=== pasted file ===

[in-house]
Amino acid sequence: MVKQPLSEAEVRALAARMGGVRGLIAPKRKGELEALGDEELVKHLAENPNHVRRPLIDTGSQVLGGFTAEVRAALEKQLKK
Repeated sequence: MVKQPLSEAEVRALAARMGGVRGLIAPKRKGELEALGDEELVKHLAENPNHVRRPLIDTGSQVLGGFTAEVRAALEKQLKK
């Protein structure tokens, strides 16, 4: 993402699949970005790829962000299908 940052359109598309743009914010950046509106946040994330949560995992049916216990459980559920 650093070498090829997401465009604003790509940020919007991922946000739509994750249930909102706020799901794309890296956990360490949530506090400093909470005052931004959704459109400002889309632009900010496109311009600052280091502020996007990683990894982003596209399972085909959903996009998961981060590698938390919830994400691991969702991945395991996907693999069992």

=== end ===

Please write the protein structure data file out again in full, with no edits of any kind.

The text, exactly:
[in-house]
Amino acid sequence: MVKQPLSEAEVRALAARMGGVRGLIAPKRKGELEALGDEELVKHLAENPNHVRRPLIDTGSQVLGGFTAEVRAALEKQLKK
Repeated sequence: MVKQPLSEAEVRALAARMGGVRGLIAPKRKGELEALGDEELVKHLAENPNHVRRPLIDTGSQVLGGFTAEVRAALEKQLKK
């Protein structure tokens, strides 16, 4: 993402699949970005790829962000299908 940052359109598309743009914010950046509106946040994330949560995992049916216990459980559920 650093070498090829997401465009604003790509940020919007991922946000739509994750249930909102706020799901794309890296956990360490949530506090400093909470005052931004959704459109400002889309632009900010496109311009600052280091502020996007990683990894982003596209399972085909959903996009998961981060590698938390919830994400691991969702991945395991996907693999069992």